How to Measure a Pane of Glass for Replacement

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Things You'll Need

  • Leather gloves

  • Screwdriver

  • Small pry bar

  • Tape measure with 1/16-inch increments

  • Pencil

  • Paper


Tell the glass seller if you need a single pane or double paned insulated glass.

Contact the manufacturer if the glass was double paned. Some insulated glasses are filled with an inert gas for extra insulation properties.

If you don't measure correctly the first time, you'll have to make another trip to the store and buy more glass. Most stores have a no-return policy on cut glass. All window frames will expand or contract due to the weather elements.


Step 1

Remove the broken glass from the frame and dispose properly. Wear a pair of leather gloves. Keep a piece of the glass to take to the store to match the type and age of the glass. Measure the thickness of the glass if you cannot take a piece with you to the glass store. The thickness will indicate the age and type of glass that was broken.

Step 2

Use a screwdriver or small pry bar to remove the wooden or metal sash that holds the glass in the window frame. Clean glazing, adhesive or any other objects with the flat portion of the screwdriver or bar. Dispose of the small shards carefully.


Step 3

Measure the full interior width of the frame opening to the nearest 1/16 of an inch. Record the size at the top and then at the bottom with the pencil and paper. Note any size differences between the two measurements.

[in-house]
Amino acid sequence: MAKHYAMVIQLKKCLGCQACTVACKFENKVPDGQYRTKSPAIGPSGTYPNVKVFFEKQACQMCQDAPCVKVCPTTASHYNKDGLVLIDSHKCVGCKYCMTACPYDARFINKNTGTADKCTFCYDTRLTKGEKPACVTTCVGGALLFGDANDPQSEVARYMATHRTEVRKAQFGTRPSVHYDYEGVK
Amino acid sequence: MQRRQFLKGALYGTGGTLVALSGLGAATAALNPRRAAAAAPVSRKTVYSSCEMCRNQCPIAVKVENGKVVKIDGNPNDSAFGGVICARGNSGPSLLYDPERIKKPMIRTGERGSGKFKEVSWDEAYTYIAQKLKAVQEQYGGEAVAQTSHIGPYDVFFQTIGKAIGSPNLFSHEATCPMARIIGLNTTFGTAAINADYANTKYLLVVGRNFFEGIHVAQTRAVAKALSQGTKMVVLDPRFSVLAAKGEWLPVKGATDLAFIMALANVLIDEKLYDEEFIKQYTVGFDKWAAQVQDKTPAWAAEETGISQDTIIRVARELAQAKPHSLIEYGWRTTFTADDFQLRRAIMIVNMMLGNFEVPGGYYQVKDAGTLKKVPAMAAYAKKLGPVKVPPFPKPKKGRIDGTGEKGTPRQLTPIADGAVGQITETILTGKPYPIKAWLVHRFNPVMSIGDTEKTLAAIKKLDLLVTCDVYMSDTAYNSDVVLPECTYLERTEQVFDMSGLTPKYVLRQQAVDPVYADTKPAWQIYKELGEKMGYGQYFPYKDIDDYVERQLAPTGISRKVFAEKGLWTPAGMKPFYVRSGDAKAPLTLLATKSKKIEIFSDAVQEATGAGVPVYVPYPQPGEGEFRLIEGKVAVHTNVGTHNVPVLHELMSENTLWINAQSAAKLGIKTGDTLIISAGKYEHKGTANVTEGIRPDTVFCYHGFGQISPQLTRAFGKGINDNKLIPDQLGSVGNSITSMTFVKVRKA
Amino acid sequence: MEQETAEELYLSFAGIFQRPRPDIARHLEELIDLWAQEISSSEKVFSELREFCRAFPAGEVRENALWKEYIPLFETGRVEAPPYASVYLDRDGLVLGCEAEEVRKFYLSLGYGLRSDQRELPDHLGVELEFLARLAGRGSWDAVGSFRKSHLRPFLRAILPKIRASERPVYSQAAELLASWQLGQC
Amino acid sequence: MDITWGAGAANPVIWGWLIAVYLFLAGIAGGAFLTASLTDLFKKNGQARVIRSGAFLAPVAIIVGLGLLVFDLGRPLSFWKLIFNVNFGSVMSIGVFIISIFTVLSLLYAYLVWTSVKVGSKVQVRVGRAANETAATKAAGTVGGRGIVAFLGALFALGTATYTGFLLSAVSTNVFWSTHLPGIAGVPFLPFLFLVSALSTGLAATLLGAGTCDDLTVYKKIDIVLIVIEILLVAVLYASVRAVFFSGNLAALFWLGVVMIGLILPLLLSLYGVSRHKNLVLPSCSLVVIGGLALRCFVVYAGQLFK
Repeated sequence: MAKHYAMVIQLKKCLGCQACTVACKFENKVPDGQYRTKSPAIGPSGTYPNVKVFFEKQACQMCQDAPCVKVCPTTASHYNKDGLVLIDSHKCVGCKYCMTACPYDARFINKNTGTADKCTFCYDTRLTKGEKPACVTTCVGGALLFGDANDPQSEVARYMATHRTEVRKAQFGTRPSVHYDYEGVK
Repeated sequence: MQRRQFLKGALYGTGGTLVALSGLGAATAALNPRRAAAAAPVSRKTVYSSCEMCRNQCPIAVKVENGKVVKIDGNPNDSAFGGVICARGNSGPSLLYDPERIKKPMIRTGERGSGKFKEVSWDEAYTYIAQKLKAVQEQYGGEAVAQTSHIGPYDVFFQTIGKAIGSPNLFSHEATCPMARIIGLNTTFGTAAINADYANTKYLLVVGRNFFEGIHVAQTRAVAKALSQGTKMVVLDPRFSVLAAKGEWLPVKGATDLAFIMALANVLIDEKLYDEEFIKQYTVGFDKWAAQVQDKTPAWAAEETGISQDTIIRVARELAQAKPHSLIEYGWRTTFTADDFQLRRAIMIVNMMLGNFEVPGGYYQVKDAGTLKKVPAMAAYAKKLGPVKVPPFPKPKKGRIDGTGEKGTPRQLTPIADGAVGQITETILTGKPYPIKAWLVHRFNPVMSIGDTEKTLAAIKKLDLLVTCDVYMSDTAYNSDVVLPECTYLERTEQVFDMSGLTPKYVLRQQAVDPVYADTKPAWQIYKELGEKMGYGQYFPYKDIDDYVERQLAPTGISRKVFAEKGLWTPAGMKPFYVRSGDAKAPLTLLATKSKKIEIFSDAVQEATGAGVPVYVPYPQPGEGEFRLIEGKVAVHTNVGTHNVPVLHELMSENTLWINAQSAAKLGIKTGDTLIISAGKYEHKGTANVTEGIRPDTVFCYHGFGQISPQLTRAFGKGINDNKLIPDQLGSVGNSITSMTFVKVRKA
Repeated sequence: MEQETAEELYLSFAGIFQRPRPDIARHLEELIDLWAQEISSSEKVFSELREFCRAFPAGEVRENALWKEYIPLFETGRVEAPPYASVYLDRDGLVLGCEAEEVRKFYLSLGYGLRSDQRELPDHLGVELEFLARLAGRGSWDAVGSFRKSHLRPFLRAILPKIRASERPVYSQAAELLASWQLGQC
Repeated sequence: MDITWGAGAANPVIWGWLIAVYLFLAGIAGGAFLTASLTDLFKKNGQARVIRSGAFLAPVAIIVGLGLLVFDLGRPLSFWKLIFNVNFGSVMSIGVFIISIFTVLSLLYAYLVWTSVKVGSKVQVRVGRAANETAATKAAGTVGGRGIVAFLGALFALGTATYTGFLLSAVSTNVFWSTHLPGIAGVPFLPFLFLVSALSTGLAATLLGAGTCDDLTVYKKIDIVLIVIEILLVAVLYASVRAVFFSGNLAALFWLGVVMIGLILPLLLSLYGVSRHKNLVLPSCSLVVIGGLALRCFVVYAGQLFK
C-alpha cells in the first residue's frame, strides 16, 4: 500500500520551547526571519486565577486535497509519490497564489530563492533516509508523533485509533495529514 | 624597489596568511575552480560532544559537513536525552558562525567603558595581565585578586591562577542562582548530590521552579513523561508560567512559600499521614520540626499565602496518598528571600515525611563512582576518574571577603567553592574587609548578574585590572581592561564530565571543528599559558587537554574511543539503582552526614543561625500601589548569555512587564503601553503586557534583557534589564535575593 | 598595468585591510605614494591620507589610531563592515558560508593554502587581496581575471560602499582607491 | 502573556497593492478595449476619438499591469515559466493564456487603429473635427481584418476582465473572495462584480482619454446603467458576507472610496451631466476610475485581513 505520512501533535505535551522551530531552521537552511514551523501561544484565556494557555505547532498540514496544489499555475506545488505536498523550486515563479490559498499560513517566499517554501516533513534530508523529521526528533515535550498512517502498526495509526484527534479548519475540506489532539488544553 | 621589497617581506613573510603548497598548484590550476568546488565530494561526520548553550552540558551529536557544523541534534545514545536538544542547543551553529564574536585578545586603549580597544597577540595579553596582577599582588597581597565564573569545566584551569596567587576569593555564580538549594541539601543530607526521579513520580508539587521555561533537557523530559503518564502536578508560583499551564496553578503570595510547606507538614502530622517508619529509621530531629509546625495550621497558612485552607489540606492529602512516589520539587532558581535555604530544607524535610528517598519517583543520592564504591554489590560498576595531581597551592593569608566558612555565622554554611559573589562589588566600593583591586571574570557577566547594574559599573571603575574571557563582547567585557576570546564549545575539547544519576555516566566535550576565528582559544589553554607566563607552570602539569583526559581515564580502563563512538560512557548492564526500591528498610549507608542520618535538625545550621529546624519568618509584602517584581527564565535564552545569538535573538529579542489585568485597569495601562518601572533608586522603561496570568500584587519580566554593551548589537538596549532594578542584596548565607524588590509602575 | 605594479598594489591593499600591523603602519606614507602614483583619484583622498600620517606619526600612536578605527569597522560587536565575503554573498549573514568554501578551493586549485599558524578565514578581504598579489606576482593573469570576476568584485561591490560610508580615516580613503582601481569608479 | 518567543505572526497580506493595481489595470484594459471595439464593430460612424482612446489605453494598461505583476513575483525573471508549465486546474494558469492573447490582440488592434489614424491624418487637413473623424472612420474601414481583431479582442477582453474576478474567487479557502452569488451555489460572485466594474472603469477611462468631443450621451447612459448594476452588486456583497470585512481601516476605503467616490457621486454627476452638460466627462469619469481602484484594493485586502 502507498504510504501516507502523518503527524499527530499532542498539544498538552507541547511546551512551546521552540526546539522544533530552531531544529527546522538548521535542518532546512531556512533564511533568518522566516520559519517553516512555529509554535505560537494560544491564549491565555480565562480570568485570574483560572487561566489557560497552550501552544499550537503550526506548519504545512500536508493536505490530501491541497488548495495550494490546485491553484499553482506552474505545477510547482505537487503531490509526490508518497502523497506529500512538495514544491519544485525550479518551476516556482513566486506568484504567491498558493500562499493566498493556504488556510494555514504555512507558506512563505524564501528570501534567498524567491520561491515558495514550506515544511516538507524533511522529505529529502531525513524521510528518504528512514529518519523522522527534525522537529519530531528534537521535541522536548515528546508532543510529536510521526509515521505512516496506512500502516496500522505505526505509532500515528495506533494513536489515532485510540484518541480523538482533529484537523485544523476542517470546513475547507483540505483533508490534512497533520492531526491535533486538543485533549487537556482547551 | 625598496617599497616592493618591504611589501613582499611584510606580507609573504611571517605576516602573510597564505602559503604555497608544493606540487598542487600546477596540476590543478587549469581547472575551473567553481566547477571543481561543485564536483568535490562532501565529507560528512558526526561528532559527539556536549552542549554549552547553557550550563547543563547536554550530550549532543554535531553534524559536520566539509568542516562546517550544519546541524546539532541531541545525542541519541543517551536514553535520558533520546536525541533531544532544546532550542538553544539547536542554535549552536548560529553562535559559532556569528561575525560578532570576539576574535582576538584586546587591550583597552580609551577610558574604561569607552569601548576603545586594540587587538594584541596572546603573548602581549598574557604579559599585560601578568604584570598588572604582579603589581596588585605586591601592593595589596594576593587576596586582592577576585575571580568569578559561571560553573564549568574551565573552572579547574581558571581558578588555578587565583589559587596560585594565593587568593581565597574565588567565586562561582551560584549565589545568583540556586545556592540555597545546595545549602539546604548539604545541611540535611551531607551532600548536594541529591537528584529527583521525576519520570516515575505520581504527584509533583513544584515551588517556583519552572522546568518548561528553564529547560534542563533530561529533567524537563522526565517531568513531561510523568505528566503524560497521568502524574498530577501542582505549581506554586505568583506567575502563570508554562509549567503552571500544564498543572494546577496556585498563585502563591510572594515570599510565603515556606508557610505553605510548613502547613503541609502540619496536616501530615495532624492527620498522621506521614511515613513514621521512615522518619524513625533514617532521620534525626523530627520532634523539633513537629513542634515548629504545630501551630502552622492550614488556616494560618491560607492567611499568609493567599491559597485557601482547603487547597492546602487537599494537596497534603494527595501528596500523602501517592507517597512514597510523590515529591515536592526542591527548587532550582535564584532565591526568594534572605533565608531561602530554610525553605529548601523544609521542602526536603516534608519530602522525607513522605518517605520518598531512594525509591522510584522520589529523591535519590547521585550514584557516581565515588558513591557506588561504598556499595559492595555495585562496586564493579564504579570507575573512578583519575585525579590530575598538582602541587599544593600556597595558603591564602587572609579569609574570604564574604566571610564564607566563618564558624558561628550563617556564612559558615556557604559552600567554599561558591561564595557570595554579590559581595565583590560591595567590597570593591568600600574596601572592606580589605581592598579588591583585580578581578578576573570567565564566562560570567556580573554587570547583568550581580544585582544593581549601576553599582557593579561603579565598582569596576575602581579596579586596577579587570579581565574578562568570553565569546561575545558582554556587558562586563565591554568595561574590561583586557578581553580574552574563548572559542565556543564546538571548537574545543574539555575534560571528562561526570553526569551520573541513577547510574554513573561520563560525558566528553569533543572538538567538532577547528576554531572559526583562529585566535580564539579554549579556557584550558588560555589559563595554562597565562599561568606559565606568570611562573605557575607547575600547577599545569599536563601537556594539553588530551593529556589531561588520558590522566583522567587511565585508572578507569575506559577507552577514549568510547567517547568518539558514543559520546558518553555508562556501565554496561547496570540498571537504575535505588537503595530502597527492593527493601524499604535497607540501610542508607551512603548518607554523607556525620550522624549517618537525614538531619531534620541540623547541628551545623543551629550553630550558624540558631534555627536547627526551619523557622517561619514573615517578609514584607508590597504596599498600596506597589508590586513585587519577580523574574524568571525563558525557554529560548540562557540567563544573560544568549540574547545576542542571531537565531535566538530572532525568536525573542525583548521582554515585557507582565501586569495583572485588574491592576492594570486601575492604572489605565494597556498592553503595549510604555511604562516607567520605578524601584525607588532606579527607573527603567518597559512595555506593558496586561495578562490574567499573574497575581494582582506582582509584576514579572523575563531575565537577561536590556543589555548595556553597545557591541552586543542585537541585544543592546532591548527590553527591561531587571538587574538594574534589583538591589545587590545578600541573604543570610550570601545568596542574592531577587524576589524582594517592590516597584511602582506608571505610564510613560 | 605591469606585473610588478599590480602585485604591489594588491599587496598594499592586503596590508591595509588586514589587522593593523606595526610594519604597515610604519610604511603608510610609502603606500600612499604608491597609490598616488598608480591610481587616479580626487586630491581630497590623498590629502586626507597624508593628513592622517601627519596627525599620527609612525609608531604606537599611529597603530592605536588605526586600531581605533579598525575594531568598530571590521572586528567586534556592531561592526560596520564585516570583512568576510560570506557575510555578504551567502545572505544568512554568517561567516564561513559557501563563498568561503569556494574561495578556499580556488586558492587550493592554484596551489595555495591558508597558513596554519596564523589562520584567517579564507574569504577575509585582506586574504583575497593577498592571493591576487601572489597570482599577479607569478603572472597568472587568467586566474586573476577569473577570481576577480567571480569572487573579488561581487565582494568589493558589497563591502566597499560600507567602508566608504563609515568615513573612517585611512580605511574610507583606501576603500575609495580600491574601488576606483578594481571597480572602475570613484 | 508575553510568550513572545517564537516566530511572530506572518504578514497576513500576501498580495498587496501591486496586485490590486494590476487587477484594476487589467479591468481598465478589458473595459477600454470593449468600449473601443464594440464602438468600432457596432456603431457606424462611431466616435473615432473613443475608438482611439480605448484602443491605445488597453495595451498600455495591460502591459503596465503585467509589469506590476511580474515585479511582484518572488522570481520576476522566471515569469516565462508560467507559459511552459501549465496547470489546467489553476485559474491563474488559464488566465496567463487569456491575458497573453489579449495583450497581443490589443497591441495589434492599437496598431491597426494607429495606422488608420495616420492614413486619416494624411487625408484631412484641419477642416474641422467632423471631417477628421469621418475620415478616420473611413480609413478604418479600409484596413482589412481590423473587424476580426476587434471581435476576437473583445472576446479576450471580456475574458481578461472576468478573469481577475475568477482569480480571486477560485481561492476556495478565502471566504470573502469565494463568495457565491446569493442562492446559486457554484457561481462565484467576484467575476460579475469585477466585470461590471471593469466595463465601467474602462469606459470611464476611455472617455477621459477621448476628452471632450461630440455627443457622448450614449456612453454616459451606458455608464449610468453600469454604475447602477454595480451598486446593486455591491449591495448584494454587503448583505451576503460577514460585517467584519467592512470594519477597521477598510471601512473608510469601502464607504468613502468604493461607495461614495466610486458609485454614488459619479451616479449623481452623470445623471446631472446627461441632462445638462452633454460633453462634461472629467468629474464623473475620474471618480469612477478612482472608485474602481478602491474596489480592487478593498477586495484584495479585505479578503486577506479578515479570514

Step 4

Do the same for the overall height of the opening on the right and left sides. Again note any differences on the paper in the measured size.

Step 5

Subtract 1/8 inch from the smallest dimension on both the width and vertical measurement to allow for expansion and contraction of the frame. The frame will swell in warm and wet climates and contract in cold climates. Properly measuring the glass will ensure a correct fit and proper seal.



G.K. Bayne

G.K. Bayne is a freelance writer for various websites, specializing in back-to-basics instructional articles on computers and electrical equipment. Bayne began her writing career in 1975 and studied history at the University of Tennessee.